JACKSONVILLE, Fla. -- There are relatively small gray and purple cartridges attached to the wall of the laundry area in the Jacksonville Jaguars’ equipment room. If you aren’t looking for them, you’d probably never notice them.
Even if you did look, you’d have no idea that those cartridges contain another piece of the Jaguars’ ongoing battle against the coronavirus.
Each cartridge contains a bag of silver ions called SilvaClean, a small dose of which is dispensed during the laundry’s rinse cycle, designed to bond with fabrics to kill pathogens such as MRSA, staph and -- the company that manufactures it says -- SARS-CoV-2, the virus behind COVID-19.
“It's really all about setting a new cleanliness standard, especially giving the situation that we are in,” said Priya Balachandran, the chief operations officer of Applied Silver, the company behind SilvaClean. “Everyone is paying close attention to hygiene and cleanliness like never before.
“… Our product, when you combine that with all of the other protocols, it gives people the validity to set the new standard for cleanliness.”
According to the Centers for Disease Control and Prevention, MRSA and staph have long been issues in athletic facilities, gyms, locker rooms and health clubs because people share equipment and have skin-to-skin contact. Staph, a bacteria found on skin, can cause serious skin infections, and if it gets into the blood, it can lead to sepsis or death, per the CDC.
Using ionic silver compounds to kill germs and pathogens such as MRSA and staph has already become widespread in the healthcare and hospitality industry, and it is beginning to work its way into the sports world. The Jaguars are one of six NFL teams using the SilvaClean system. San Francisco, Dallas and New Orleans are among the others. (Two other NFL teams did not give Applied Silver permission to release their names.) In addition, Cal-Poly San Luis Obispo and North Carolina State are among the colleges using the SilvaClean system.
The University of South Alabama’s Laboratory of Infectious Diseases studied the product's effectiveness by treating virus samples with different concentrations of the product as well as a control solution, and LID director Dr. Jonathan Rayner said SilvaClean was found to have effectively inactivated more than 99.9% SARS-CoV-2 during the tested incubation period.
An additional benefit is that whatever it treats continuously kills the pathogens. The textiles and fabrics are not recontaminated once they’re used, and they provide ongoing protection, Balachandran said. An infection won’t spread, for example, if one player touches another player’s T-shirt or gloves, even if the first player is sick, Balachandran said.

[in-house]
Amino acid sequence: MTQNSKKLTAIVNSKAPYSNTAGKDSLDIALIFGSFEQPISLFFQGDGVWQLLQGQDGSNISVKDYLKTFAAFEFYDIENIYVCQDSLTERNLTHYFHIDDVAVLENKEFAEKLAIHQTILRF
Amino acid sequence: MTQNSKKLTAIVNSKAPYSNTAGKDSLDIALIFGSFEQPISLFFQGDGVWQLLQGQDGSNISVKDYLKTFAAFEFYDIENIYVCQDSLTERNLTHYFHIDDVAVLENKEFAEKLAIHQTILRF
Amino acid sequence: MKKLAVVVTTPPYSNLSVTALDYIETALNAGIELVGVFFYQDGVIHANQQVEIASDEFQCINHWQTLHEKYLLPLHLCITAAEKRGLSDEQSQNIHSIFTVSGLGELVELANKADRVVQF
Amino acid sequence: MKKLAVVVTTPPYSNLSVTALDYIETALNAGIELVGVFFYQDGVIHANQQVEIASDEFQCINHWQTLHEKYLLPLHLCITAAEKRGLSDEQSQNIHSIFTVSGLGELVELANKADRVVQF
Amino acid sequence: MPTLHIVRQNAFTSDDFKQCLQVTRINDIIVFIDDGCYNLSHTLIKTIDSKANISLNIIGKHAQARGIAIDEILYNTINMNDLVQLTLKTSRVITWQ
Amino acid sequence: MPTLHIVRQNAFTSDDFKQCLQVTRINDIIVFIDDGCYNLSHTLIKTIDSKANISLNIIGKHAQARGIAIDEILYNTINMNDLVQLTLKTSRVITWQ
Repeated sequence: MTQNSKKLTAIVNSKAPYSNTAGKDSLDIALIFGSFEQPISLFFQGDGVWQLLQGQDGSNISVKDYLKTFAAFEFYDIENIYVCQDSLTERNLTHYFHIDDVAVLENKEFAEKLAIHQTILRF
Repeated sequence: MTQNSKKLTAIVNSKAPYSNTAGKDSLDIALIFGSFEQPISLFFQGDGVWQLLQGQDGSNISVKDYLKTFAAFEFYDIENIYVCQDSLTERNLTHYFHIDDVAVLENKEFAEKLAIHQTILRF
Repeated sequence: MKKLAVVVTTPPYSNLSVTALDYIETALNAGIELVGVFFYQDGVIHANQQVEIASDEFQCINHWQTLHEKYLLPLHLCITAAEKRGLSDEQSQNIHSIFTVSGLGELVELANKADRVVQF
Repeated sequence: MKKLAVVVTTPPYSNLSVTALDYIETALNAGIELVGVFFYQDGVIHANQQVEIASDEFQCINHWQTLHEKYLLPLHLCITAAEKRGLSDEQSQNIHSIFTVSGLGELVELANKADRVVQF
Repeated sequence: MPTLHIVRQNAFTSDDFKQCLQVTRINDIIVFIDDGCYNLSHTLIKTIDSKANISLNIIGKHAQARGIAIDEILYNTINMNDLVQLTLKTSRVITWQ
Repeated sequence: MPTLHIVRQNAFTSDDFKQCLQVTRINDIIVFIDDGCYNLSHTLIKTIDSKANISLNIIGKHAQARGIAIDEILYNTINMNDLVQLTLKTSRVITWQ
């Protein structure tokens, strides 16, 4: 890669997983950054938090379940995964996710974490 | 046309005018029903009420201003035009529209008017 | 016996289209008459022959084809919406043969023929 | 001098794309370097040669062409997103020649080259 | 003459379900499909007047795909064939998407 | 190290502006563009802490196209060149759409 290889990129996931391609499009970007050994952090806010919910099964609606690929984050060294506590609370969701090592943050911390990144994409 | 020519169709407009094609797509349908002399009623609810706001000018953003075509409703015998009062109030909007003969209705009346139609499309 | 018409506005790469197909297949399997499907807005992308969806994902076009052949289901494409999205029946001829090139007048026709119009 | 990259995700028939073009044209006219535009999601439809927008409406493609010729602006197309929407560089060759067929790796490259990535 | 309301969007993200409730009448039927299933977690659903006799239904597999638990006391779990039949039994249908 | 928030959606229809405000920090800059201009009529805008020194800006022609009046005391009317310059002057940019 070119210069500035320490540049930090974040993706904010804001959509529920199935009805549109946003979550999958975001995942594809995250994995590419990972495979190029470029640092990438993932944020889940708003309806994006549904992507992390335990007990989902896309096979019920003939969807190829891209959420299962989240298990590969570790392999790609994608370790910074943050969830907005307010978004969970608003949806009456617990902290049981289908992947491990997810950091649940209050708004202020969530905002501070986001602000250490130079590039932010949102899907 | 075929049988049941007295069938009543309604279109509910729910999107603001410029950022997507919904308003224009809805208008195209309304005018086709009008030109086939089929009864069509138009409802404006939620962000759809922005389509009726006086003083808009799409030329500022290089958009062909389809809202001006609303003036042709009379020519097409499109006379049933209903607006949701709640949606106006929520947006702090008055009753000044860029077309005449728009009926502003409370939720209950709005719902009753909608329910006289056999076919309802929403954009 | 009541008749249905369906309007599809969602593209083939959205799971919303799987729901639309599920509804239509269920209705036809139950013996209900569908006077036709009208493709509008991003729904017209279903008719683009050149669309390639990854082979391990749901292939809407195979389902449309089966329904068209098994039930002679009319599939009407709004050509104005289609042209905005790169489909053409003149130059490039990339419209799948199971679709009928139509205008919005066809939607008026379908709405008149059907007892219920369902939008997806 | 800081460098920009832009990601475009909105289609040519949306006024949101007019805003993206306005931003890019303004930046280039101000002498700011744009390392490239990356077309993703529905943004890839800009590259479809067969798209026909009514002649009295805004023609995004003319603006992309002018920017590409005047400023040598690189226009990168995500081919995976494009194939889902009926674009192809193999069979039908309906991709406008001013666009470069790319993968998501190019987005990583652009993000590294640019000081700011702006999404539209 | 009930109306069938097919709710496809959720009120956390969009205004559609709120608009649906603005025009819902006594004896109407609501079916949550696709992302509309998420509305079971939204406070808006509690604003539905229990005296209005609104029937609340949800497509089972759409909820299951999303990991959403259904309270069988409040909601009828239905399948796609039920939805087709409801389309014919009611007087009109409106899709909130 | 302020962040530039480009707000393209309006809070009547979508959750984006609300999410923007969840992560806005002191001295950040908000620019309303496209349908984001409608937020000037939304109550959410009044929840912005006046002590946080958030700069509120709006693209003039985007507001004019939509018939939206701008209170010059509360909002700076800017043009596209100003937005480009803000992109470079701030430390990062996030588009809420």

“If someone were to touch a towel and they have germs on their skin, those germs can get on the towel, and now the SilvaClean-treated towel continuously kills it immediately,” Balachandran said. “You don’t have to spray something on your textiles all the time. It is already there, it is gentle, it is safe for the skin, and no allergic reactions.”
The Jaguars began using the system on Sept. 7, the Monday after roster cutdown. The Jaguars have a cartridge connected to each of their three 55-pound industrial washers, two 75-pound industrial washers and one high-efficiency household washer. Each cartridge contains a bag that has enough product for 200,000 pounds of laundry.
Jaguars equipment manager Jimmy Luck said he anticipates changing each bag once this season.
“They’re pretty much going from the time we get here until the time we leave,” Luck said. “There’s always somebody in the building making laundry. Being part of the equipment staff, we’re always washing somebody’s stuff.”
Luck learned of the SilvaClean system through his contacts with New Orleans Saints equipment manager John Baumgartner and Jim Lake, a former longtime NFL equipment manager with the Los Angeles Rams who is now the head of customer integration and success for Applied Silver. Luck also knows Daniel Fells, a strategic sports adviser for Applied Silver, from their time with the Atlanta Falcons.
“I thought, ‘If those guys are involved, let me look into this a little bit,’” Luck said.
One of the things Luck liked about the system is that it’s low-maintenance. Each unit is monitored remotely by the company using a cloud-based system, so other than clearing some space for the installation, Luck and his staff don’t have to do anything.
“Just walk in, make sure the light’s green, and that’s really about it,” he said. “So that’s been something that’s been really good for us. It’s doing some things, and we don’t have to do anything, which makes it nice.”
It’s another piece of the Jaguars’ battle to keep COVID-19 at bay, along with the additional sanitizing of the equipment and football facility. Per Scott Trulock, the Jaguars’ director of player health and performance and the team’s infection control officer, three janitorial companies sanitize the facility daily and electrostatically spray Clorox 360 and cover more than 115,000 square feet. The measures seem to be working.
As of Monday, the Jaguars haven’t had a player placed on the reserve/COVID-19 list since running back Ryquell Armstead on Sept. 5.
Former NFL player Ian Williams used silver for several years before hooking up with Applied Silver as an ambassador. His career ended because of multiple bacterial infections after surgeries to fix a fractured left ankle, and he doesn’t want anyone else to go through what he did. Williams broke his ankle in 2013 while playing defensive tackle for the San Francisco 49ers. He fought off one infection, but it returned again in 2016, and he had to have another surgery.
“Things now are well,” he said. “... I want people to understand that you have to pay attention to things that you can’t see. You have to wash your hands, take care of your laundry and clean things now.”